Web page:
Alaska Sleep Education Center

Exercise and Insomnia

Posted by Jennifer Hines

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on Apr 28, 2019 12:24:00 PM

Do you suffer from insomnia? Are you too exhausted during the day to even contemplate exercising? It’s understandable that if you’re not sleeping well, you feel too tired to work out. But studies show that as little as a brisk, 30-minute walk can have amazing affects on your sleepless nights.

exerciseExercise can significantly improve not only your quality of sleep, but the time it takes to actually fall asleep – without drugs. A 2010 study at Northwestern University showed that people who exercised regularly and brought their heart rates up to 75% max slept better and had more energy during the day compared to people who did not exercise but exerted themselves mentally (ie, through cooking classes or listening to a lecture).

If you are suffering from insomnia and want to see if physical activity will help, exercise earlier in the day; there is evidence that getting your heart rate revved up just before bedtime might keep you awake.

In the debate of regular exercise versus not exercising at all, regular exercise is the undisputed heavy-weight champion of the world. You just don’t hear arguments otherwise. Although we know exercising is good for us, it’s often the first thing we abandon when life gets busy. Significantly cutting back exercising, or not exercising at all, can have serious repercussions on our physical and mental health. We’re not arguing the fact that we need more exercise. Most of us are simply trying to find time to do it.

Fitness experts believe that the secret to regular exercise is fitting it into our daily schedules. Look for a time when you don’t have anything scheduled: Free from meetings, responsibilities, and other priorities. This typically leaves most us with two options: early morning or late at night. And although there are those of us who are morning people, some simply are not.

To find time to workout, do we need to become morning exercise people? Or can we fit it in late at night? Furthermore, will working out closer to bedtime affect our sleep?

In a recent CNN report, Dr. Stuart Quan, the Gerald E. McGinnis Professor of Sleep Medicine at Harvard Medical School, and editor-in-chief of UnderstandingSleep.org, was asked about working out later at night and if it negatively affects sleep.

“Their adrenaline is high, their brain is high, and it’s difficult to wind down,” Dr. Quan states.

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However, he doesn’t caution against it. Dr. Quan simply suggests that you give yourself time to wind down after your workout. Relaxing a few hours between ending your workout and going to sleep is ideal. This allows your body temperature and heart rate to return to normal, and gives you a chance to calm down after elevating your adrenaline levels.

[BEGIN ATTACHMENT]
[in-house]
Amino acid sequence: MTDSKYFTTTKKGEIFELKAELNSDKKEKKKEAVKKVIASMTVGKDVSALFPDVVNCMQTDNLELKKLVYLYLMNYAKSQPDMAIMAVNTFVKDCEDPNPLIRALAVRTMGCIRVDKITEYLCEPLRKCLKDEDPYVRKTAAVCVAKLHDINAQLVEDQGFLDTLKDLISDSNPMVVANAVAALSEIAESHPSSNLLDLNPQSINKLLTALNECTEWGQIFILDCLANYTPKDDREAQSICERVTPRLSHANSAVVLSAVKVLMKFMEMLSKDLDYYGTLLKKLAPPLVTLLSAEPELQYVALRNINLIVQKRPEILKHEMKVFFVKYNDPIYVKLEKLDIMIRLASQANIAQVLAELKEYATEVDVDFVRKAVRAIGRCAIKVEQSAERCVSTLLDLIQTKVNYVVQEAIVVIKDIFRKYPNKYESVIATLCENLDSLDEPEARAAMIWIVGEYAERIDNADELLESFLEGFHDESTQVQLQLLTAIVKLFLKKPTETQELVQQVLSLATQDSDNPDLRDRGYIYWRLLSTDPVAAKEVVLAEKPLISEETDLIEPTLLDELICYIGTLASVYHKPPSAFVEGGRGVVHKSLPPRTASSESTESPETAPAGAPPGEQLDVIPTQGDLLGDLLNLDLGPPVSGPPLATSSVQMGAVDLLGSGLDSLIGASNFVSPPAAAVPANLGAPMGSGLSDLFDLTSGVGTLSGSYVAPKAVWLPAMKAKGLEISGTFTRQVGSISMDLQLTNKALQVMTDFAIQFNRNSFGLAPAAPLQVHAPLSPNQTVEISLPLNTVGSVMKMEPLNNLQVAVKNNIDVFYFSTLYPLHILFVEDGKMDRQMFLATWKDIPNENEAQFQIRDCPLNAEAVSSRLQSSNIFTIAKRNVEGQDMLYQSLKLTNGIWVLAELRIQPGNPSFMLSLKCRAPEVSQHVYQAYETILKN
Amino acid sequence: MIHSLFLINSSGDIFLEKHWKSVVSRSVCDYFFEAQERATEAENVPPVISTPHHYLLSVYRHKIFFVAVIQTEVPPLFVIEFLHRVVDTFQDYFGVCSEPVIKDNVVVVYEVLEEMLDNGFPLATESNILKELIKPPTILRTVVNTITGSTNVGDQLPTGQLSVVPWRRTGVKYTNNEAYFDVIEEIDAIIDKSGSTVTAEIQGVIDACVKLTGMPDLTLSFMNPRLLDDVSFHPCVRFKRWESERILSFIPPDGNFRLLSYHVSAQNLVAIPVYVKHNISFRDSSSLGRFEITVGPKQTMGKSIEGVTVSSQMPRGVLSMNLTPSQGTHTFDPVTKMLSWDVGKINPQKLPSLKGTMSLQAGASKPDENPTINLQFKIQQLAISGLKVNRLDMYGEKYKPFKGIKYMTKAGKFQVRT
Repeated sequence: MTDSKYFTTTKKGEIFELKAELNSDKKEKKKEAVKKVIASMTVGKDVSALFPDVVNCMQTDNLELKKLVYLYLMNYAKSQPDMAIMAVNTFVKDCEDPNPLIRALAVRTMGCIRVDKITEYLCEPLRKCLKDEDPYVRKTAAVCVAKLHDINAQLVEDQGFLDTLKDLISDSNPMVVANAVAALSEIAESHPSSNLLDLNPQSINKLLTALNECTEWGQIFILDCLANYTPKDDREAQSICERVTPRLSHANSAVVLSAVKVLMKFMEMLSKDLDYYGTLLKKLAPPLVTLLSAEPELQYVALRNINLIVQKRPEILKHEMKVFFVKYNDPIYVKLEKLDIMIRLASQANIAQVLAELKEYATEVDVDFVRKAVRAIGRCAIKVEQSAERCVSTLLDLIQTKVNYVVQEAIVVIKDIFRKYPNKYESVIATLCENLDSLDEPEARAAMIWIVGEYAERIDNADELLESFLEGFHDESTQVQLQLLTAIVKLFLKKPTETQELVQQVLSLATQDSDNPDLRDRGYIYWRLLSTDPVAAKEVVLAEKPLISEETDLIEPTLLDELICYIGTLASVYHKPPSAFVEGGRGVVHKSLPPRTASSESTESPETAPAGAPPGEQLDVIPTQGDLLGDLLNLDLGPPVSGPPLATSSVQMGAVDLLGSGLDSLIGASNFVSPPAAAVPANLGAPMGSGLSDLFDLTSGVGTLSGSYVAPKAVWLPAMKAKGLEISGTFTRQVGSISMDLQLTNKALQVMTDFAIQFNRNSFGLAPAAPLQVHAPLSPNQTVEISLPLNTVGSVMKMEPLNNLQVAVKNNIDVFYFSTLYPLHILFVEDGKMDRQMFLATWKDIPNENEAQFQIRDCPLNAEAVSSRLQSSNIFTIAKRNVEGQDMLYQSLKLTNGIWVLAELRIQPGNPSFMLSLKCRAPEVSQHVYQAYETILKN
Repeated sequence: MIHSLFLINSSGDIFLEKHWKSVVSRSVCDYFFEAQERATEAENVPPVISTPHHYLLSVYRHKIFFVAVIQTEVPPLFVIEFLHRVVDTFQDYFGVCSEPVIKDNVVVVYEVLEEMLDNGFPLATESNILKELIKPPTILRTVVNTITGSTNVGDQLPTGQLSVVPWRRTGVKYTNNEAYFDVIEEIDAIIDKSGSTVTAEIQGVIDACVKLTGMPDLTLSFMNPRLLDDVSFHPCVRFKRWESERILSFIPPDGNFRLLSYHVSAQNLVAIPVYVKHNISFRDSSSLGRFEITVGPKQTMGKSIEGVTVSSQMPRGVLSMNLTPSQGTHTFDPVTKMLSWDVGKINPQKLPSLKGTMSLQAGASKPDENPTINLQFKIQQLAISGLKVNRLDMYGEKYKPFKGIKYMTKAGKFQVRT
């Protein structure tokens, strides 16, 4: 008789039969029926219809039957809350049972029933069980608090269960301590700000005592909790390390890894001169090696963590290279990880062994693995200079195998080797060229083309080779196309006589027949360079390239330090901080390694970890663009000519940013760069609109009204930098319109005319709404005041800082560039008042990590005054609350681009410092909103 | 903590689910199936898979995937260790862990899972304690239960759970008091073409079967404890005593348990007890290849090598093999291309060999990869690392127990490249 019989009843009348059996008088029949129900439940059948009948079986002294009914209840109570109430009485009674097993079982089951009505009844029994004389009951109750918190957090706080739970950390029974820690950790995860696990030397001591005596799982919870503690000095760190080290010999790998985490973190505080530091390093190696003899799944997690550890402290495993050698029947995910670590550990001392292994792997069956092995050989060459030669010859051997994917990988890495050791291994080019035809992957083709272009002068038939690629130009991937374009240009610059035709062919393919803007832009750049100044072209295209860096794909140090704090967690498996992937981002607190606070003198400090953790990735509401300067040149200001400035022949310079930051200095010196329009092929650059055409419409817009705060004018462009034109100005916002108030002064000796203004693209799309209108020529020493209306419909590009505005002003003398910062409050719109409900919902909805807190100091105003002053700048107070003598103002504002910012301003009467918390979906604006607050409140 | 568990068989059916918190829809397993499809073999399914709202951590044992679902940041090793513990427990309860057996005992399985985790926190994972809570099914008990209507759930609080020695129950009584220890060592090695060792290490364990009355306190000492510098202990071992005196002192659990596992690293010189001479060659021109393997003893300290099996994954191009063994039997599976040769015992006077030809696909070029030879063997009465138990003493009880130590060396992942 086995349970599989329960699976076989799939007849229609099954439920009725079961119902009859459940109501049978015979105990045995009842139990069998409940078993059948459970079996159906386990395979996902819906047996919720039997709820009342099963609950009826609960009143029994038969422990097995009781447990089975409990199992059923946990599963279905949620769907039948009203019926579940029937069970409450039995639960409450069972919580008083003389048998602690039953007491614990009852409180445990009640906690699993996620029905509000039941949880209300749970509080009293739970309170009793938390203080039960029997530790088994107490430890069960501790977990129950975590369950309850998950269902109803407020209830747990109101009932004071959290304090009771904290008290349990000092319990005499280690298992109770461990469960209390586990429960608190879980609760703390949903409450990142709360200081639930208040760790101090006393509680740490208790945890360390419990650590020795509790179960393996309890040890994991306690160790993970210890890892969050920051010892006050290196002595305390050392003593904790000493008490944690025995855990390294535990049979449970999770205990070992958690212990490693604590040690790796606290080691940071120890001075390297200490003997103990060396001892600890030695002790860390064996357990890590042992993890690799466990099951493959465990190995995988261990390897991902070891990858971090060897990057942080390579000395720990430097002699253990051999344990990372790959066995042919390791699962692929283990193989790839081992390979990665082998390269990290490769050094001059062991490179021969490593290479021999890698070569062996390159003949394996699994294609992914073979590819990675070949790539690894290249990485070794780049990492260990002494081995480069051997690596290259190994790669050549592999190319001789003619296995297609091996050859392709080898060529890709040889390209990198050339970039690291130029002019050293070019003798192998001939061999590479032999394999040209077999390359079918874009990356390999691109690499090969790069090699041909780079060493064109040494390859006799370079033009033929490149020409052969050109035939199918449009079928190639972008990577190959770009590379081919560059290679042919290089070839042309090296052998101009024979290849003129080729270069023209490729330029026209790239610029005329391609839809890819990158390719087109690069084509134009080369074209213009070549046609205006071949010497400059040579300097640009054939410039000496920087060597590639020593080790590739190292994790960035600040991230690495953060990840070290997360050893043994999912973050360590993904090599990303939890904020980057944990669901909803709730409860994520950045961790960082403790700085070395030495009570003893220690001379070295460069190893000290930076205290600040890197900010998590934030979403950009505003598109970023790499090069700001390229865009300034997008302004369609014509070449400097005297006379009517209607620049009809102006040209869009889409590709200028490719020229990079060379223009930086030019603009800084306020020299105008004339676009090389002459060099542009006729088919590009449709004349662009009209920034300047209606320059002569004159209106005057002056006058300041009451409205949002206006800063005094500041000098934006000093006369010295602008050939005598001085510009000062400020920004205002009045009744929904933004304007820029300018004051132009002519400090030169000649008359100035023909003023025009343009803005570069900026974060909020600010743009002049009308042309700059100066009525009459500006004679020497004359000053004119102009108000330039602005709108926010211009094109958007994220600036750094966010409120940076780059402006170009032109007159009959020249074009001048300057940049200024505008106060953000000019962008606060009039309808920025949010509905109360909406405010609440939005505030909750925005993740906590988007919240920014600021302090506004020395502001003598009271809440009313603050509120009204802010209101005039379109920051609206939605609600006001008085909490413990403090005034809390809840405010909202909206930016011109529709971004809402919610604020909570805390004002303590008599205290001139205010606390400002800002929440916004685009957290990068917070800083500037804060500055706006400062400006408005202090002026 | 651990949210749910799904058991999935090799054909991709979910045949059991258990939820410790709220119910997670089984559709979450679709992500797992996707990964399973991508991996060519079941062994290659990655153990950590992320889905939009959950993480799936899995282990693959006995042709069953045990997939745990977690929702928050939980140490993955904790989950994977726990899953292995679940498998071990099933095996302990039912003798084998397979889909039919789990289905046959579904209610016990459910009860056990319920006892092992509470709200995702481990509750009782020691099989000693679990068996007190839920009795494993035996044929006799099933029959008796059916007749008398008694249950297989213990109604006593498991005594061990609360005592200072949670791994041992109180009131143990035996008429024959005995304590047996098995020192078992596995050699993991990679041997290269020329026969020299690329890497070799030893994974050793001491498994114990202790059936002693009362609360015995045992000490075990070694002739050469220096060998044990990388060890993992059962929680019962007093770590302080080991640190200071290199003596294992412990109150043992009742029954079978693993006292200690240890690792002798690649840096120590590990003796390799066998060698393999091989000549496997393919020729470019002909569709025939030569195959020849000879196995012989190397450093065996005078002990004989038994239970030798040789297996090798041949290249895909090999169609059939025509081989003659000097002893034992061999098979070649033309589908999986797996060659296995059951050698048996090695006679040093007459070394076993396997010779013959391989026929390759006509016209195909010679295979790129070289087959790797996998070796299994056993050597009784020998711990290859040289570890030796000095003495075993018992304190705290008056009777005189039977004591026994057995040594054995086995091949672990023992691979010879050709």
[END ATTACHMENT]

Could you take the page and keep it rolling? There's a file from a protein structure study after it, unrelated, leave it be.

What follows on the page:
On the flip side, other studies do not show a strong connection between working out and sleep issues, even when exercising 35 minutes right before bedtime. In a study conducted by the National Sleep Foundation, the majority of those interviewed reported that they slept better on days they exercised than days they did not.

Fitness experts do suggest that there are better workouts to do before bedtime. High-intensity cardio exercise, such as sprinting, soccer, basketball, or any other vigorous activity should be done at least two hours before bed to give your body time to calm down. Conversely, the best late-night exercise is weight training, stretching, yoga, light jogging, or any other activity that does not elevate adrenaline levels.

AdobeStock_75971740.jpegThe bottom line is that everyone is different. If you enjoy working out at night, listen to your body and see how you react to different types of exercise. Try to follow advice from the New Health Advisor, which lists a few guidelines that can help enhance any late-night workout.

  1. Make sure you cool down properly. This means a light jog after a long workout or stretching. This will help return your breathing levels back to normal.
  2. Take a cold shower. Although the suggested time for a cold shower is 5 minutes, a quick one-minute in-and-out should be enough to lower your body temperature back to normal levels. 
  3. Practice deep breathing and mediation exercises. Our previous blog post on simple breathing exercises to help you relax will help significantly to lower your adrenaline levels. 
  4. Use calming supplements such as essential oils. Try lavender oil, magnesium powder, kava kava, and passionflower extract.

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There are a number of late-night exercise routines suggested by personal trainers, and most are quick and easy. Try the 10-minute workout to boost metabolism before bed workout and see how you feel. If that one doesn’t work well for you, simply search online for bedtime exercise routines. You will find enough workouts to try a new routine every night for a month.

If you are struggling with getting enough sleep, or would like some expert advice about the connection with exercise and sleep, contact your local sleep experts. If you live in Alaska, click on the link below to connect with a professional sleep specialist.

Download Self Referral Form

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Topics: alaska sleep clinic, insomnia

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